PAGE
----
With infrastructure projects such as the Keystone pipeline and the Winnipeg International Airport completed or nearing completion, downward pressure will be felt on Manitoba’s construction sector in 2010. However, RBC notes that continued work on the Canadian Museum for Human Rights and an expected increase in residential construction will likely limit the extent of decline to about 2.0 per cent.
A significant drop in grain production is hampering the province’s growth this year; however, an expected strengthening in livestock production will soften some of the negative impact, limiting the decline in Manitoba’s overall agricultural sector to 8.0 per cent in 2010, following a 4.4 per cent drop in 2009.
After the province recorded only an easing in the decline of manufacturing sales in the early part of the year, RBC expects greater manufacturing strength to emerge during the last half of 2010 as the U.S. recovery regains some heft.
“Looking ahead to 2011, an expected bounce back in agricultural production and continued global economic recovery spurring further gains in the mining, oil and gas and manufacturing sectors bode well for the province and we expect that Manitoba’s economic growth will accelerate to 3.8 per cent,” added Wright.
Fears of Canadian Housing Market Slump Overblown
The 30% drop in seasonally-adjusted monthly housing resales in the first seven months of this year has raised fears that a full-blown slump is in the works for Canada. Last year’s spectacular rally, which not only contrasted sharply to the moribund state of housing in most other parts of the developed world but also heated up conditions to even greater levels than those which prevailed in 2007, are perceived by some as evidence of a bubble threatening to burst anytime.
- The sharp decline in housing resale activity since the beginning of the year has ignited fears that the Canadian market has started to crash.
- In large part, such concerns are based on the belief that the spectacular run-up in prices in the past several years reflected bubble-like conditions, which will inevitably end up in a gut-wrenching correction.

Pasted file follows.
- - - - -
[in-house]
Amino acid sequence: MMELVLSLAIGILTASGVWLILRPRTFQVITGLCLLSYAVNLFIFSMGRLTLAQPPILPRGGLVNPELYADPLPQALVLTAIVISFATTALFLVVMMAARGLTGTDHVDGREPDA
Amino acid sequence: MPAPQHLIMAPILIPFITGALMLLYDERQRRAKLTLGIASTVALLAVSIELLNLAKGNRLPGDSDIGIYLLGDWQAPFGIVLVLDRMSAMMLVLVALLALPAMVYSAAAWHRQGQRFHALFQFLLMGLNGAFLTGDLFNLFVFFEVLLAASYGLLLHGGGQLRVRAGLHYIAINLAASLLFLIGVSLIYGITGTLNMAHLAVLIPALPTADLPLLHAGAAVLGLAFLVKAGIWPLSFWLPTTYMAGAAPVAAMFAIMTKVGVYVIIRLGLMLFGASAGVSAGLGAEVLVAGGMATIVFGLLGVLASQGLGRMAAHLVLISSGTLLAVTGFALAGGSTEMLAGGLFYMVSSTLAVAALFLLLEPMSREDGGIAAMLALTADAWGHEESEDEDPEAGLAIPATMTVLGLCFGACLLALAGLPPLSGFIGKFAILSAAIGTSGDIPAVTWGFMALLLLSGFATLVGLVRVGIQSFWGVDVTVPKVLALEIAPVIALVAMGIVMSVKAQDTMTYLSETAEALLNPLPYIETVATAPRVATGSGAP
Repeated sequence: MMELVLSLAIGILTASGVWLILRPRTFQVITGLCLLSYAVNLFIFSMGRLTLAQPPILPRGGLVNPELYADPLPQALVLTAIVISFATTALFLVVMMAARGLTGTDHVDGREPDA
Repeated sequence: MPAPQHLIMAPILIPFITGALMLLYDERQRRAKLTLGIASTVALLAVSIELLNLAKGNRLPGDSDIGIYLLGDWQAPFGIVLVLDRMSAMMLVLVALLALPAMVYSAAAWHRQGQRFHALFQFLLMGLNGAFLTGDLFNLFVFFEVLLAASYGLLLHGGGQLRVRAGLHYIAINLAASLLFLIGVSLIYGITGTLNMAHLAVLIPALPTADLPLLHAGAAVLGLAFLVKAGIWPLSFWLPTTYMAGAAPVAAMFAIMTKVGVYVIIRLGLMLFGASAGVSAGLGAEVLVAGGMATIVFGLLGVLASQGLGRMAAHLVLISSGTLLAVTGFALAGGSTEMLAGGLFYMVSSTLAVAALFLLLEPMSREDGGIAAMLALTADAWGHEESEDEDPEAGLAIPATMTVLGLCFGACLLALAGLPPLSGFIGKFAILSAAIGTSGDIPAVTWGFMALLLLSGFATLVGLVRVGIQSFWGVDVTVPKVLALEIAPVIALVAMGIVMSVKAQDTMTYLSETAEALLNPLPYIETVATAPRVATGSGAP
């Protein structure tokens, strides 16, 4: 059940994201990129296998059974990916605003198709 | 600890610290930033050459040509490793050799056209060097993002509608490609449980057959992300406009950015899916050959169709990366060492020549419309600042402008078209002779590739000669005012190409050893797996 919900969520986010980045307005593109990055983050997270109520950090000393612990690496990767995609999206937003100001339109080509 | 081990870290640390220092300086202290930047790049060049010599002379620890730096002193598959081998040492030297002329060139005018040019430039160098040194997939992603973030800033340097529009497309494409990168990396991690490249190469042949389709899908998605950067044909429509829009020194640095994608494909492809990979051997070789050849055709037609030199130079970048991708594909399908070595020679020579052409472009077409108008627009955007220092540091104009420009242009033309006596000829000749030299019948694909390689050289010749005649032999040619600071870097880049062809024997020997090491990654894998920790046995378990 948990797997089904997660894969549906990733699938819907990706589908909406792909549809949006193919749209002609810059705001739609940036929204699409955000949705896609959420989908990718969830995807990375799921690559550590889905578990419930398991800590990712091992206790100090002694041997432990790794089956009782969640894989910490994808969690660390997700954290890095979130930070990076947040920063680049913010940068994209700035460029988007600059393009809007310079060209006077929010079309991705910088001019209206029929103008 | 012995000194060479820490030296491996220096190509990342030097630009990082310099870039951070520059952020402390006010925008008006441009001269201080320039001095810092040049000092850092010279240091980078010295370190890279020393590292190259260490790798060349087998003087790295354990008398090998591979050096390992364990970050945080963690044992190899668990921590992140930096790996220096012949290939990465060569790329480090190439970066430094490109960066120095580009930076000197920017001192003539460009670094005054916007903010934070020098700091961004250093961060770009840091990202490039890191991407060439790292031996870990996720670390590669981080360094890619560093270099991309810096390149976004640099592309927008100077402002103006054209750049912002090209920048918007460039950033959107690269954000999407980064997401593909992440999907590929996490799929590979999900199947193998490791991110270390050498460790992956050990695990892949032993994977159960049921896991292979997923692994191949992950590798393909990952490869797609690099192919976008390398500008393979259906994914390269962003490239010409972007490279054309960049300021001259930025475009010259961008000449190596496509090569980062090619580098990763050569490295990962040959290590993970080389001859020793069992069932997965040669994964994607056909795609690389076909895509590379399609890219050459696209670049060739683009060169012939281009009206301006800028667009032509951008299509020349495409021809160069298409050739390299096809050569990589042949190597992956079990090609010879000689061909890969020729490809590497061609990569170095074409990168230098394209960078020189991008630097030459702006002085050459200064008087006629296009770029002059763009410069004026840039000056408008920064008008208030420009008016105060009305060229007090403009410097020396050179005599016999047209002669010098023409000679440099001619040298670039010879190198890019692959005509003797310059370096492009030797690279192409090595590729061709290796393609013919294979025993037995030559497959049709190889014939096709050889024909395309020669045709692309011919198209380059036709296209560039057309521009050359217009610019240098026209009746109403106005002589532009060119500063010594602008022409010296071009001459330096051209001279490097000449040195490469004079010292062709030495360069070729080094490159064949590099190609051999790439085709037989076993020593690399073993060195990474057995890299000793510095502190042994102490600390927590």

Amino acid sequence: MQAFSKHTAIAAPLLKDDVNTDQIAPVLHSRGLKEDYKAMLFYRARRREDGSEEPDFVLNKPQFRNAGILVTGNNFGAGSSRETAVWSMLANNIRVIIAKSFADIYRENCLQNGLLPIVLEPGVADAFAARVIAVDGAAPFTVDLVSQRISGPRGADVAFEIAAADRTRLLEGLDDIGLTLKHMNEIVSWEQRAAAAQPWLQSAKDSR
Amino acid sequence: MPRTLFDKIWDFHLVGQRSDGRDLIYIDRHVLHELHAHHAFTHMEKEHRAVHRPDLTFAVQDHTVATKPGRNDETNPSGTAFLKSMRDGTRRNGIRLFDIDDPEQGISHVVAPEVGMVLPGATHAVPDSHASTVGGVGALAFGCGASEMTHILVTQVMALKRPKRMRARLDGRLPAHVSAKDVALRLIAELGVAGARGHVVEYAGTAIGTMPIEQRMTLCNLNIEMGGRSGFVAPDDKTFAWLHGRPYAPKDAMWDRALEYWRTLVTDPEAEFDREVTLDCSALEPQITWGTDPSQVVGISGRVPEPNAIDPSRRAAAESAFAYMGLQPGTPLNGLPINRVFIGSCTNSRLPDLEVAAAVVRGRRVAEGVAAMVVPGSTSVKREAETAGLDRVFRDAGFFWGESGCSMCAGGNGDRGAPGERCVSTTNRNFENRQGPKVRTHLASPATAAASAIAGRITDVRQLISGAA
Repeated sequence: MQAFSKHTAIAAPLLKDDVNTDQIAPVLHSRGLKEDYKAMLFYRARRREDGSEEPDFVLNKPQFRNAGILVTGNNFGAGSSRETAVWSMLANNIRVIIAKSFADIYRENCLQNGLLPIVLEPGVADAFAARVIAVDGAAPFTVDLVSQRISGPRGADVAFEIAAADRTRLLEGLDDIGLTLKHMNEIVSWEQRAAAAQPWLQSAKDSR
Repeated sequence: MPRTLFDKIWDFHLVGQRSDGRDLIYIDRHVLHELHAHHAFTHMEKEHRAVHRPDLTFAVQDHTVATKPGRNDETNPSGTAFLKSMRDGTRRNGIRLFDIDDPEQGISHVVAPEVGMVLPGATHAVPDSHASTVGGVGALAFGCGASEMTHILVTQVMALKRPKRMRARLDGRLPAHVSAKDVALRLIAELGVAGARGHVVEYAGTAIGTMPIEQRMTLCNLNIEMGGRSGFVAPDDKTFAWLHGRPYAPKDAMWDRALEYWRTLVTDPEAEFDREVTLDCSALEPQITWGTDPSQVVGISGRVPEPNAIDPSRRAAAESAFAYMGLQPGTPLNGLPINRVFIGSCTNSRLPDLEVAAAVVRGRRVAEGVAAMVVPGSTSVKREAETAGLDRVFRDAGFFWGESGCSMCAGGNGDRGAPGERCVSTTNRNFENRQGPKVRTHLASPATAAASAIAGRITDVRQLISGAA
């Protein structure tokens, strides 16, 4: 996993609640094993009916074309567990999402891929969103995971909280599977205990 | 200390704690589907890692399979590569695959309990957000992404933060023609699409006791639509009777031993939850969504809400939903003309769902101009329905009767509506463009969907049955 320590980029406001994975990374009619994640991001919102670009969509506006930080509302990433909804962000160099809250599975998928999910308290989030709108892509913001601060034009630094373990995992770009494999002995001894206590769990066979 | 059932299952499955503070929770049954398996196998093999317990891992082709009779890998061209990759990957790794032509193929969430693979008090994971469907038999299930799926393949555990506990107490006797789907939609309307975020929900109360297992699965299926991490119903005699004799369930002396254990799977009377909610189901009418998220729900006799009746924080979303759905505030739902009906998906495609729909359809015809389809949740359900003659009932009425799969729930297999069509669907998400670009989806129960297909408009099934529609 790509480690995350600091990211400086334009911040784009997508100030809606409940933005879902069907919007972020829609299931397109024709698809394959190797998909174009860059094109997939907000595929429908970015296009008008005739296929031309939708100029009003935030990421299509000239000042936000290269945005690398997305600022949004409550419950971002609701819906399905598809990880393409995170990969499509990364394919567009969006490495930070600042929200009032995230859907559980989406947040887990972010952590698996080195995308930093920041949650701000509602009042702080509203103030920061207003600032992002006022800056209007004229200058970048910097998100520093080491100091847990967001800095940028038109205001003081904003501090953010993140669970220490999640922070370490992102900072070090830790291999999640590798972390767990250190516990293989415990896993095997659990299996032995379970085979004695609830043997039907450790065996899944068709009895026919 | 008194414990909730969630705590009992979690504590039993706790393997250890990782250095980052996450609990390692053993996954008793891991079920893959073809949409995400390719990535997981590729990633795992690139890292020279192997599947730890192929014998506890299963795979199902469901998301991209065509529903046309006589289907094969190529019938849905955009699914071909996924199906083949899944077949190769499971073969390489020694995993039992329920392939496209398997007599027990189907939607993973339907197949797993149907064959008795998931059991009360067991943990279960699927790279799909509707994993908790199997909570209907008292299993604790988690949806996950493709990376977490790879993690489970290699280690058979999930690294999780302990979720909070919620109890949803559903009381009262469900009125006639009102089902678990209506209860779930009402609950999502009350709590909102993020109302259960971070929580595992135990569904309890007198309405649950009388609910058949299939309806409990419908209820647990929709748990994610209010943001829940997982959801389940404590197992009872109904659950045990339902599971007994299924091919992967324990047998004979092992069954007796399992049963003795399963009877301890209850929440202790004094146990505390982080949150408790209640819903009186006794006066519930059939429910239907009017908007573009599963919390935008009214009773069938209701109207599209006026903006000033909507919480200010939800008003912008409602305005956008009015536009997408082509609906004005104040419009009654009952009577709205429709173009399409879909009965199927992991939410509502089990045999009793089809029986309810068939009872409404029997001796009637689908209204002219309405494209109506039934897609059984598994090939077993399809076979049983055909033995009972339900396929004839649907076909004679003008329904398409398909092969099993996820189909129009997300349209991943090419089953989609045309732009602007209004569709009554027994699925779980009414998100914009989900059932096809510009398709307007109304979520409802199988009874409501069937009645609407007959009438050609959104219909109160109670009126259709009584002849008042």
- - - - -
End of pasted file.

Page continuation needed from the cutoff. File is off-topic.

- While we agree that housing prices are currently historically elevated, we do not believe that any major slump will necessarily ensue.
- Housing affordability – the best indicator of underlying market tensions, in our view – has deteriorated in recent quarters but remains much better than it was in the late 1980s and early 1990s when bubbles clearly caused the Canadian market to meltdown in the years that followed.
- The further expected modest erosion of affordability in the period ahead is seen to cool housing demand not deep-freeze it.
Home prices, overall, are generally expected to stay above water in Canada, although there are some local markets, such as such as Vancouver and, possibly, Montreal, where very poor affordability could well lead to declines to correct these imbalances.
Such fears are rooted in the significant price gains since 2001 that far exceeded household income growth in Canada. Home prices nearly doubled nationally during that period, while disposable income grew by less than 50%. The ease with which the Canadian market recovered the losses incurred during the (short-lived) downturn of the latter part of 2008 and early 2009 and with which prices surpassed previous record highs during the rally only feed the notion that the Canadian market is being driven by irrational behaviour.
However, we find little compelling evidence of irrationality or bubbles in the overall Canadian market relative to historical patterns.
One in five Calgary companies plan on hiring: Economists
Calgary job seekers could close the year on a happier note, with one in five Calgary companies planning to hire within the next three months, a sign the city’s economy is stabilizing after a rocky patch, economists say.
“It’s all very positive news,” said Randy Upright, CEO of Manpower’s Alberta region, adding only four per cent of employers expect to cut back their labour force between October and December.
He added that the numbers show a “more conservative kind of survey” than those seen during boom times.
As well, the number looking to add employees is double what it was in the same period last year, when only 11 per cent were in that position.
And it’s an eight percentage point increase over July to September when 15 per cent planned to hire.
With 71 per cent anticipating the status quo until the end of the year, “there’s a continuing sense of stability overall,” said Upright. “That’s what we’re really happy about.”
In 2009, hiring intentions in Calgary sank to their lowest levels in 15 years.
Todd Hirsch, senior economist with ATB Financial, speaking generally about Calgary’s economy, said stable is good after a couple years of volatility.
“The phrase I’ve been using lately is sunny with a chance of showers,” he said to describe the situation in the city.
With some uncertainty still in the air, Hirsch said employers aren’t rushing to add staff they may have to lay off should things take a turn.
Citing fluctuating oil prices and the low price of natural gas, “it’s enough to rattle people,” he said.